Saved by my bottle

I have climbed a few mountains in my time – I’ve had the pleasure of reaching the summit of Mount Etna, Mont Blanc (which we’ll attempt again at the end of this Virgin Strive Challenge) and Mount Toubkal, to name a few. I’m currently hiking across Corsica for the second stage of the Virgin Strive Challenge and in some ways it is tougher than any climb I’ve ever done before, as it is ragged rocks the whole way. You have to watch where every step lands – but it is spectacularly beautiful when you have a chance to lift your head up. I would highly recommend it – I’m getting fitter every day and it is more than living up to its reputation as the toughest, most beautiful hike in Europe. 

I nearly came a cropper on the hike. As we moved closer to the camp I got excited and started speeding up. People had stopped to rest at a watering hole – so two of us decided to cheekilyrace ahead and beat everyone back. We were being cheeky and walking when people could see us, but when we turned a corner we ran as fast as we could. 

When we were in the Arctic, Sam taught me the merits of having a spare ‘pee bottle’ in the tent so you didn’t have to go outside in the freezing cold, and I had packed an empty bottle in my rucksack. As I was running, I tripped and fell heavily, bouncing across the rocks and smashing down on my back. The guy I was with said he thought he heard my spine explode. I lay there for a moment trying to work out how injured I was.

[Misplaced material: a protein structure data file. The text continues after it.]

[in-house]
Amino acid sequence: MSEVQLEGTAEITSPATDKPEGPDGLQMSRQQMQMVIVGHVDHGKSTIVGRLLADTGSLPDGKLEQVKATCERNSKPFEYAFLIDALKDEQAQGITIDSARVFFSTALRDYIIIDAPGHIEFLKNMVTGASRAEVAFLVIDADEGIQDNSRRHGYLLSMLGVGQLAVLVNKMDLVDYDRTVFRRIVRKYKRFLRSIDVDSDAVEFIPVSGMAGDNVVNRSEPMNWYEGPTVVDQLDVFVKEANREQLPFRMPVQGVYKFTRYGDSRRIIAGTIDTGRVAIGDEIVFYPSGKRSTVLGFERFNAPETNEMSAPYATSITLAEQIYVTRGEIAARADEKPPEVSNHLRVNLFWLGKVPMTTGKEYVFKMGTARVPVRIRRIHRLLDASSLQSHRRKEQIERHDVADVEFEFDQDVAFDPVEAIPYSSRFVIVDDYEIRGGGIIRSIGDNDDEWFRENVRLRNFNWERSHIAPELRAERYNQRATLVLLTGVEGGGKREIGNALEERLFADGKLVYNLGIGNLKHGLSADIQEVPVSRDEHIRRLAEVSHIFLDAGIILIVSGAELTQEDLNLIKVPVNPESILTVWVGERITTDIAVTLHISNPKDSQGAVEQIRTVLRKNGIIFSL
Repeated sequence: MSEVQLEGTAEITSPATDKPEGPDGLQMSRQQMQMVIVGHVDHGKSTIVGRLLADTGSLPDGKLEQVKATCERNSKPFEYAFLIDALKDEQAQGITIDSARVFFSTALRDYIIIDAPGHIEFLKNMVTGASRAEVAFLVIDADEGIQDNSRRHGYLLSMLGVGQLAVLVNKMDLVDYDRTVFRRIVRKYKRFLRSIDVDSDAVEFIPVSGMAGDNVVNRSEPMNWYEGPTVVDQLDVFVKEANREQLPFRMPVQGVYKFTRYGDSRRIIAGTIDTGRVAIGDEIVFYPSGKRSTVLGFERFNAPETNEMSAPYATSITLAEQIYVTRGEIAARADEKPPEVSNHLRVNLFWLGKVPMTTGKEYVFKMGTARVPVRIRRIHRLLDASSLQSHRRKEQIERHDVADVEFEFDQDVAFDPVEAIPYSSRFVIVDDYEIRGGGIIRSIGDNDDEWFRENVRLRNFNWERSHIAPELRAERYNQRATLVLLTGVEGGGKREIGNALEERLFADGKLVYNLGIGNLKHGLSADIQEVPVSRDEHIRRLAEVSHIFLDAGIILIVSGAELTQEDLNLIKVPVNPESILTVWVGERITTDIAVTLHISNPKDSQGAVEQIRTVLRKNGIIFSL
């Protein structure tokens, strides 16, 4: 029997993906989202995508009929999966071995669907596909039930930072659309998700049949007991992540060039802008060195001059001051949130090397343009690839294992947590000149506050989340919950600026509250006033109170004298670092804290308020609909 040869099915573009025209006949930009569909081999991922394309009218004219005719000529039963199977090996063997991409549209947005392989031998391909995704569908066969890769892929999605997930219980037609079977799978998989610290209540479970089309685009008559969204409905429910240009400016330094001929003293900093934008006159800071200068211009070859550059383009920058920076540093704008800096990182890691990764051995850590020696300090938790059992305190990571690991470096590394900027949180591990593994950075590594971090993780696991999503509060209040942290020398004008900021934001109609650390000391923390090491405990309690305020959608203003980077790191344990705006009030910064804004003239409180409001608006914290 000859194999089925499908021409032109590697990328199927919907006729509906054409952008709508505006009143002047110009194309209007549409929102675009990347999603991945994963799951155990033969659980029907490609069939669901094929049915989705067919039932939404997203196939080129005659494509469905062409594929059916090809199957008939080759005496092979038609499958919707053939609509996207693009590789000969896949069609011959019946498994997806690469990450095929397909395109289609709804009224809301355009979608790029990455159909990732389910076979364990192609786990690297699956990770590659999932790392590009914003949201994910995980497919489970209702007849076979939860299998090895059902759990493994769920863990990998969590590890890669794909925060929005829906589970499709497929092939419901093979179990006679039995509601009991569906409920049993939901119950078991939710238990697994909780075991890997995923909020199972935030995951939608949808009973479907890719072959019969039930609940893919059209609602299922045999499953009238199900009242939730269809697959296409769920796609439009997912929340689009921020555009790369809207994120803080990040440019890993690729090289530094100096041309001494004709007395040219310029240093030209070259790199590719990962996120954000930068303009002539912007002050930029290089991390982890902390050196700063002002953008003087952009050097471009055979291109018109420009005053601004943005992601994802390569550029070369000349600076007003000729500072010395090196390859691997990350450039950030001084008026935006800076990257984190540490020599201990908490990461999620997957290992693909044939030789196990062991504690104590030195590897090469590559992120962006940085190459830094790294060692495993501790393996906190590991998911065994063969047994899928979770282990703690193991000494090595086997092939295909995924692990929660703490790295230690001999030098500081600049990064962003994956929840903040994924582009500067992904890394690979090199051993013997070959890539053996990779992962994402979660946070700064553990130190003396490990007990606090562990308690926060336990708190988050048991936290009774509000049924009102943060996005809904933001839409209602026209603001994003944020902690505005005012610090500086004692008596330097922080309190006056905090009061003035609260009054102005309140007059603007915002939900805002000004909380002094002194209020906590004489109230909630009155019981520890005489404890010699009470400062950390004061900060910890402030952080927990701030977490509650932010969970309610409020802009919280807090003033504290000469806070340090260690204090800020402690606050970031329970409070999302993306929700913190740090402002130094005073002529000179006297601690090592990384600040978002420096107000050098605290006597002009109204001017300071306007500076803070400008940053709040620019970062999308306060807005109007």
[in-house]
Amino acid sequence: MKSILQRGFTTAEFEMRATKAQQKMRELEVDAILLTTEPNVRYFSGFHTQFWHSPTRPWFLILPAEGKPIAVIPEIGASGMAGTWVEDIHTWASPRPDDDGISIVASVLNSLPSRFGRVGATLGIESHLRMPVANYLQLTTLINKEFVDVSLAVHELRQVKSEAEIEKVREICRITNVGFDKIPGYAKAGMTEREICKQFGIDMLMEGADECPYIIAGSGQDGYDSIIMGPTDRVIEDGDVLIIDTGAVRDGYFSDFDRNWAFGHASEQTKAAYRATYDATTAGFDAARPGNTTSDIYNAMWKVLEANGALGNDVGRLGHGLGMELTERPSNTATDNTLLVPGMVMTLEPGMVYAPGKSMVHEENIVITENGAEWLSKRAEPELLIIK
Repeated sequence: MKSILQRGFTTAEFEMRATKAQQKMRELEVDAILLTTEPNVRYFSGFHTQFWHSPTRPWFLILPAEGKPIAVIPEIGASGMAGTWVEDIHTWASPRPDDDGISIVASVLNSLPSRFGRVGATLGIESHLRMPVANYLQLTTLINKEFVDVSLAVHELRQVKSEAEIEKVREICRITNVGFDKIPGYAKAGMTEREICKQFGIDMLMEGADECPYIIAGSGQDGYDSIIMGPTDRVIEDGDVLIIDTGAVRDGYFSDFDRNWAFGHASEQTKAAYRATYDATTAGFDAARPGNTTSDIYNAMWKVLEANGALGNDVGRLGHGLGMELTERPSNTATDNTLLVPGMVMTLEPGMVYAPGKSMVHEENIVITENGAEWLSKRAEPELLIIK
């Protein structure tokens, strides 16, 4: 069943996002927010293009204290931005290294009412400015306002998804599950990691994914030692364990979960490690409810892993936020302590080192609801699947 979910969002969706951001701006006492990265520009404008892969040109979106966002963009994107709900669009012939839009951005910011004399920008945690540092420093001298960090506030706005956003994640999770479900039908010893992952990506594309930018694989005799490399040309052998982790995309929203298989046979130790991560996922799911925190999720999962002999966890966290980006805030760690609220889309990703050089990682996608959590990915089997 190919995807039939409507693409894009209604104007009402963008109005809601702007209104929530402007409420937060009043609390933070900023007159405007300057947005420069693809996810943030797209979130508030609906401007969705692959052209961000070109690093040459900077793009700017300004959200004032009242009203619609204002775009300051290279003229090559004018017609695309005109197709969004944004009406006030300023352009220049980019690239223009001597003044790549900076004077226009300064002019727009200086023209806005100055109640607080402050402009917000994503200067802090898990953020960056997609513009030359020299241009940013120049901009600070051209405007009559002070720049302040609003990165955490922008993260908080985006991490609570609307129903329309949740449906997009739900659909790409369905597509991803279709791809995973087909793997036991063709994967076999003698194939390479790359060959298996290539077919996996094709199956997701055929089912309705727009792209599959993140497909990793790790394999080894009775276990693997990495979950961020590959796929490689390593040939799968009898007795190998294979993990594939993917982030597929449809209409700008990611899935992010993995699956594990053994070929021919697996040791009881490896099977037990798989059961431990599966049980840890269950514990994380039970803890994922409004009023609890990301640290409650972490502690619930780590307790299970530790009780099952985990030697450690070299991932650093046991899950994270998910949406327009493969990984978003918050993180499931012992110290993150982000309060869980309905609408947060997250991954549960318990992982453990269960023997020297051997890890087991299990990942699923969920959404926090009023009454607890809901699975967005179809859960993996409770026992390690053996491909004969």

After a few minutes of gingerly checking myself over, I realised I was ok. The pee bottle had saved me! It smashed to smithereens but took the full force of my fall. There were a few drops of blood from a scratch or two but I’m fine. I missed my head by a couple of inches. I feel incredibly fortunate and thankful it wasn’t worse.

Once we have finished hiking for the day, I get back to my tent and collapse and can hardly move, yet when I wake up the next morning, my body has mended. It’s incredible how the body can repair itself with a good night’s sleep. The conditions here are pretty basic – a hole in the ground for a toilet and simple food – but the camaraderie among everyone has been fantastic.

We’ve been having a great laugh along the way, with people taking on extra challenges to raise more funds for Big Change. Even when the climb is incredibly tough, there are still moments to have a bit of fun and laughter.

As you are reading this, we’ve got another massive dayon our hands. All our muscles are sore and screaming out for rest, but we’re going to keep climbing, before heading over to France for the next round of cycling. Find out more about the challenge and why we’re doing it over on the Virgin Strive Challenge website


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